Niklas Manz, associate professor and department chair of physics at The College of Wooster, recently co-authored an article in Chaos: An Interdisciplinary Journal of Nonlinear Science, a peer-reviewed publication. The article, “Science, serendipity, coincidence, and the Oregonator at the University of Oregon, 1969–1974” is the feature piece in the journal’s Focus Issue and is dedicated to Richard J. Field to celebrate his 80th birthday.
Field, professor emeritus at the University in Montana, along with Robert Mazo, professor emeritus at the University of Oregon, co-authored the piece with Manz. The trio’s publication serves as a historical review of the development of the Oregonator model of the Belousov–Zhabotinsky (BZ) reaction, a collection of nonlinear chemical reaction-diffusion systems. Manz explained that physicists use the model to understand and describe spatio-temporal systems with propagating fronts including, for example, stadium waves spectators create, the electrical pulse on the surface of a heart (responsible for the heart beat), expanding animal populations, and also to describe stationary systems with structures frozen in time including patterns of dots, stripes, circles, hexagons, on animal skins, plants, or rocks.
“We revisited the exciting start of a new field in physical chemistry,” said Manz, explaining that the model, “became the starting point for describing all these phenomena 50 years ago.”
Field is the sole living scientist of the Field-Kőrös-Noyes (FKN) mechanism, the first complete reaction scheme to describe the behavior of the BZ reaction. The team also developed a much simplified, mathematical three-variable model to describe the BZ reaction’s nonlinear behavior, later coined the Oregonator. It was first published in 1972 as five papers in the series named “Oscillations in chemical systems.” Mazo was a theoretical chemist who contributed but was never involved in the publications.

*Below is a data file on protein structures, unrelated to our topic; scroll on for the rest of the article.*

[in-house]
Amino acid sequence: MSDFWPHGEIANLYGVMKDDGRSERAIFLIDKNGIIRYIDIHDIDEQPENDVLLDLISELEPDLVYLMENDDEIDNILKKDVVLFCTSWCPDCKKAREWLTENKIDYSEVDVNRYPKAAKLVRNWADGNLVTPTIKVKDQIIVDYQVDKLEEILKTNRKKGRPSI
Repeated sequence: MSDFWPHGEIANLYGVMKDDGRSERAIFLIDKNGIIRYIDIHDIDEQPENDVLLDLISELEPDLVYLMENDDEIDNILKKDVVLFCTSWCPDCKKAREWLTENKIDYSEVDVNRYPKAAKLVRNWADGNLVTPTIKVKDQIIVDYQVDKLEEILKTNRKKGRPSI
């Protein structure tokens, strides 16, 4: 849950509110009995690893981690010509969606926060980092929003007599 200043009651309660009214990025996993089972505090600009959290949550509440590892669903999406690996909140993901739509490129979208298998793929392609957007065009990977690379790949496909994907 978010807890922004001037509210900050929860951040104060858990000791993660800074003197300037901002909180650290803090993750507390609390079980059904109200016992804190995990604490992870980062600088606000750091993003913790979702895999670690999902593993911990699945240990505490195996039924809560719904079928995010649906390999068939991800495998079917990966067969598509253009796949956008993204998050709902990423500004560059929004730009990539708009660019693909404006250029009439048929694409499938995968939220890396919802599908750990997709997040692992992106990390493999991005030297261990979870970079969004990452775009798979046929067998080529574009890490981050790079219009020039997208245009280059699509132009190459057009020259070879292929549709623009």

“One of my research projects is the ‘History of the Belousov-Zhabotinsky reaction’ and part of this project is a book with Dick Field as one of the co-authors,” explained Manz. “The now published journal article was a book chapter which felt disconnected to the other chapters. I also pursued this path after I learned that Bob Mazo was still alive. I contacted him and asked if he would be interested in traveling 50 years back in time with us.” Manz wrote about meeting with Mazo in his blog in January.
In the early 1970s, Field was a postdoctoral researcher at the University of Oregon working with Richard (Dick) Noyes and visiting scientist Endre Kőrös from Hungary. Following the 1967-68 publications of Ilya Prigogine’s Brusselator model (a discovery to explain complex chemical behavior that earned Prigogine the Nobel Prize in Chemistry), Field and his colleagues took up the challenge to connect the abstract Brusselator model with a real nonlinear chemical system: the BZ reaction.
Manz’s science history project on the BZ reaction continues with his book that’s co-authored by Field and Konstantin Kiprijanov, a science historian at the Technical University in Berlin, Germany.
“I try to meet as many people as I can to preserve their anecdotes as well as collecting physical and digital documents,” said Manz who has built a repository of information online. “The book will hopefully include complete publication lists of Boris Belousov and Anatol Zhabotinsky, and also will present newly discovered primary documents about Belousov from various archives in Zurich, Switzerland and Moscow, Russia. I translated the German documents, and the Russian documents are in the process of being translated by Ellen Vayner, adjunct professor of Russian at Wooster.”